New York | Reuters –– Following a damaging El Nino weather period, a U.S. government weather forecaster on Thursday said the La Nina weather phenomenon is favoured to develop during August through October 2016.
The Climate Prediction Center (CPC), an agency of the National Weather Service, said in its monthly forecast there is a 55-60 per cent chance that the La Nina weather phenomenon will develop during the fall and winter of 2016-17.
Last month, the CPC forecast that La Nina was favoured to develop during the Northern Hemisphere’s summer with a 75 per cent chance of it developing in the fall and winter.
La Nina, which is typically less damaging than El Nino, is characterized by unusually cold ocean temperatures in the equatorial Pacific Ocean. It tends to occur unpredictably every two to seven years. Severe occurrences have been linked to floods and droughts.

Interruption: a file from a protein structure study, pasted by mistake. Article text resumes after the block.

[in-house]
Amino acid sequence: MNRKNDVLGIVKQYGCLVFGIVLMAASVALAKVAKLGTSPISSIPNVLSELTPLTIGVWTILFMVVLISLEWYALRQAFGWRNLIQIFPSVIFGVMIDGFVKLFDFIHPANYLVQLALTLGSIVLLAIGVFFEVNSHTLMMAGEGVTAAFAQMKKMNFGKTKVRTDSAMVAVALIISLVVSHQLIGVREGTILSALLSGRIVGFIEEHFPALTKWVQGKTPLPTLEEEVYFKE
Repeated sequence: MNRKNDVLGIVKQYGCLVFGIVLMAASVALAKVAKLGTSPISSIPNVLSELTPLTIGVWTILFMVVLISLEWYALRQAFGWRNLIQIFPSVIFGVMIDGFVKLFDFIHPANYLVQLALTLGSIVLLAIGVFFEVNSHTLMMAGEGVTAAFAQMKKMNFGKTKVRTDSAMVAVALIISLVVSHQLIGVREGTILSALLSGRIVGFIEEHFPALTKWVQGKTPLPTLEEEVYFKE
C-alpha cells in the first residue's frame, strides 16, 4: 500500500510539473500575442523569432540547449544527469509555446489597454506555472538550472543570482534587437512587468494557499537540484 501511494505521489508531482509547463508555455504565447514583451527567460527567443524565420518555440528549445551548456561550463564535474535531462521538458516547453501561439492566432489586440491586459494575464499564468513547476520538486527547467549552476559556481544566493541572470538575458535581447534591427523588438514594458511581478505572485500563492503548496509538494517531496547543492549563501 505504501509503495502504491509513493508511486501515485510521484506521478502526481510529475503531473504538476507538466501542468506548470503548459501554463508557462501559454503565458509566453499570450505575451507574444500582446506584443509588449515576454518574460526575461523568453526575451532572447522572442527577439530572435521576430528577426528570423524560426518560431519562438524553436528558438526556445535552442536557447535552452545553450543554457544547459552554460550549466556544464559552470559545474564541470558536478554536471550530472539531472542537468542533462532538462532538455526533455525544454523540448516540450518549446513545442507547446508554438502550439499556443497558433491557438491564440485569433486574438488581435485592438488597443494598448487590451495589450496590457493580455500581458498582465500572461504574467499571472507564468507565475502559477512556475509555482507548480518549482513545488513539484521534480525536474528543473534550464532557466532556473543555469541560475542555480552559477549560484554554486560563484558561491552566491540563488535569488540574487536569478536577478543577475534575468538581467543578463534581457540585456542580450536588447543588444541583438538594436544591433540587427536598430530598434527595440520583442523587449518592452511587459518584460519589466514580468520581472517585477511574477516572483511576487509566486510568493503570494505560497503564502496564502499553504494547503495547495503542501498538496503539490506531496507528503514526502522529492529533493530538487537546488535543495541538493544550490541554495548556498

Near-to below-average surface temperatures across the eastern equatorial Pacific Ocean were observed during the past month, the CPC said.
Last month, the agency said that El Nino conditions, a warming of sea-surface temperatures in the Pacific that has been linked to crop damage, fires and flash floods over the past year, had largely disappeared.
Environment Canada has previously said La Nina, during the winter, is often linked to above-average precipitation in British Columbia, Ontario and Quebec and colder-than-normal temperatures on the Prairies.
— Reporting for Reuters by Marcy Nicholson. Includes files from AGCanada.com Network staff.